Phylogenetic measures of indel rate variation among the HIV-1 group M subtypes.

John Palmer, Art F Y Poon, Virus evolution 5, vez022 (2019)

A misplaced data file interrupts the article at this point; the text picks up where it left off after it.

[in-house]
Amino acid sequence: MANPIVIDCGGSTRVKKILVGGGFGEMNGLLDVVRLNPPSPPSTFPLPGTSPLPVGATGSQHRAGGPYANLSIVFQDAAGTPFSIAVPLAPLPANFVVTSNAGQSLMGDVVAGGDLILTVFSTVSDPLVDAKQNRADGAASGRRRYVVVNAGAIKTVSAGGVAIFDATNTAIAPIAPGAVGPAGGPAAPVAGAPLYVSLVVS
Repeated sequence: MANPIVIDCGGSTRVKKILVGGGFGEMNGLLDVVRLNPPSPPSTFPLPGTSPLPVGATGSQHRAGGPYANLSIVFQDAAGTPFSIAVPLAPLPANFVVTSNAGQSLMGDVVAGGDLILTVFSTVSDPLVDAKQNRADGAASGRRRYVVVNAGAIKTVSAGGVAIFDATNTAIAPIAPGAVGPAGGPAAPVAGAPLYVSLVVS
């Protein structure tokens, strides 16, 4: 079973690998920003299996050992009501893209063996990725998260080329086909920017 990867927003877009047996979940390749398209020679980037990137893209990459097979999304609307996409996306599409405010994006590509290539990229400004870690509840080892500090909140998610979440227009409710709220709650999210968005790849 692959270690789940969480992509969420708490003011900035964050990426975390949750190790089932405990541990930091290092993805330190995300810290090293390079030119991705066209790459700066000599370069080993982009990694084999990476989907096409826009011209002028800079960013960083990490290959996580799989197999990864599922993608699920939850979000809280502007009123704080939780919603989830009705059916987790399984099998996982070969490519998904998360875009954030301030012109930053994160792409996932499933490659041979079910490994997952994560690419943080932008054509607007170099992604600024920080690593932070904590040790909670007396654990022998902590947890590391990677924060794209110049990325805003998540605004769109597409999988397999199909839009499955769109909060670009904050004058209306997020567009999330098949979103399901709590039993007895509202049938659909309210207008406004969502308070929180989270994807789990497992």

The transmission fitness and pathogenesis of HIV-1 is disproportionately influenced by evolution in the five variable regions (V1-V5) of the surface envelope glycoprotein (gp120). Insertions and deletions (indels) are a significant source of evolutionary change in these regions. However, the rate and composition of indels has not yet been quantified through a large-scale comparative analysis of HIV-1 sequences. Here, we develop and report results from a phylogenetic method to estimate indel rates for the gp120 variable regions across five major subtypes and two circulating recombinant forms (CRFs) of HIV-1 group M. We processed over 26,000 published HIV-1 gp120 sequences, from which we extracted 6,605 sequences for phylogenetic analysis. We reconstructed time-scaled phylogenies by maximum likelihood and fit a binomial-Poisson model to the observed distribution of indels between closely related pairs of sequences in each tree (cherries). By focusing on cherries in each tree, we obtained phylogenetically independent indel reconstructions, and the shorter time scales in cherries reduced the bias due to purifying selection. Rate estimates ranged from 3.0 × 10 - 5 to 1.5 × 10 - 3 indels/nt/year and varied significantly among variable regions and subtypes. Indel rates were significantly lower in V3 relative to V1, and were also lower in HIV-1 subtype B relative to the 01_AE reference. We also found that V1, V2, and V4 tended to accumulate significantly longer indels. Furthermore, we observed that the nucleotide composition of indels was distinct from the flanking sequence, with higher frequencies of G and lower frequencies of T. Indels affected N-linked glycosylation sites more often in V1 and V2 than expected by chance, consistent with positive selection on glycosylation patterns within these regions. These results represent the first comprehensive measures of indel rates in HIV-1 gp120 across multiple subtypes and CRFs, and identifies novel and unexpected patterns for further research in the molecular evolution of HIV-1.